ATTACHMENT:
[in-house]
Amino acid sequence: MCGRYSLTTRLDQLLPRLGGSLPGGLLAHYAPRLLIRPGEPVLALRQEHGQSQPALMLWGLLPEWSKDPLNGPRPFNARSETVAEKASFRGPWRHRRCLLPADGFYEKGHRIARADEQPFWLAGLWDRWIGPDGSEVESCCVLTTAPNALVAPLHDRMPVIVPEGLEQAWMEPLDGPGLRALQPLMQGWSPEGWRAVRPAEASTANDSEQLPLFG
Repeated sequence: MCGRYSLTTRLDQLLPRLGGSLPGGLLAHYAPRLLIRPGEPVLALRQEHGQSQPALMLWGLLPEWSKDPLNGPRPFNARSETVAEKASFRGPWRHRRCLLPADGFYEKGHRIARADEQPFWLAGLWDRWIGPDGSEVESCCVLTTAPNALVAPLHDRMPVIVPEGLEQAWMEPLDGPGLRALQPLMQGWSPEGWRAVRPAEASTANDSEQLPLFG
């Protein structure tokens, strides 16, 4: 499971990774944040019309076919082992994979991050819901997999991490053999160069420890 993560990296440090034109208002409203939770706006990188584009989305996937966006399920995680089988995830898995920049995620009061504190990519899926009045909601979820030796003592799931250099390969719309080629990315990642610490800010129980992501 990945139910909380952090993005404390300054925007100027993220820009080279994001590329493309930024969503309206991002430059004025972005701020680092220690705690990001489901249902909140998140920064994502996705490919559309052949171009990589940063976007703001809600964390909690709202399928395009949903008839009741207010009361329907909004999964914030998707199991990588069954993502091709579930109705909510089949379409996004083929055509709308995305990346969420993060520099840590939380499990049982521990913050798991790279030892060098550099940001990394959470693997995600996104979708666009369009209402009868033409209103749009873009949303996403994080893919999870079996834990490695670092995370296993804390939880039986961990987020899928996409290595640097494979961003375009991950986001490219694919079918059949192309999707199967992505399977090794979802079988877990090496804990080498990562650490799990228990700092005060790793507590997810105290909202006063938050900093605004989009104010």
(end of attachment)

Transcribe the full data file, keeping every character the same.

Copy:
[in-house]
Amino acid sequence: MCGRYSLTTRLDQLLPRLGGSLPGGLLAHYAPRLLIRPGEPVLALRQEHGQSQPALMLWGLLPEWSKDPLNGPRPFNARSETVAEKASFRGPWRHRRCLLPADGFYEKGHRIARADEQPFWLAGLWDRWIGPDGSEVESCCVLTTAPNALVAPLHDRMPVIVPEGLEQAWMEPLDGPGLRALQPLMQGWSPEGWRAVRPAEASTANDSEQLPLFG
Repeated sequence: MCGRYSLTTRLDQLLPRLGGSLPGGLLAHYAPRLLIRPGEPVLALRQEHGQSQPALMLWGLLPEWSKDPLNGPRPFNARSETVAEKASFRGPWRHRRCLLPADGFYEKGHRIARADEQPFWLAGLWDRWIGPDGSEVESCCVLTTAPNALVAPLHDRMPVIVPEGLEQAWMEPLDGPGLRALQPLMQGWSPEGWRAVRPAEASTANDSEQLPLFG
């Protein structure tokens, strides 16, 4: 499971990774944040019309076919082992994979991050819901997999991490053999160069420890 993560990296440090034109208002409203939770706006990188584009989305996937966006399920995680089988995830898995920049995620009061504190990519899926009045909601979820030796003592799931250099390969719309080629990315990642610490800010129980992501 990945139910909380952090993005404390300054925007100027993220820009080279994001590329493309930024969503309206991002430059004025972005701020680092220690705690990001489901249902909140998140920064994502996705490919559309052949171009990589940063976007703001809600964390909690709202399928395009949903008839009741207010009361329907909004999964914030998707199991990588069954993502091709579930109705909510089949379409996004083929055509709308995305990346969420993060520099840590939380499990049982521990913050798991790279030892060098550099940001990394959470693997995600996104979708666009369009209402009868033409209103749009873009949303996403994080893919999870079996834990490695670092995370296993804390939880039986961990987020899928996409290595640097494979961003375009991950986001490219694919079918059949192309999707199967992505399977090794979802079988877990090496804990080498990562650490799990228990700092005060790793507590997810105290909202006063938050900093605004989009104010």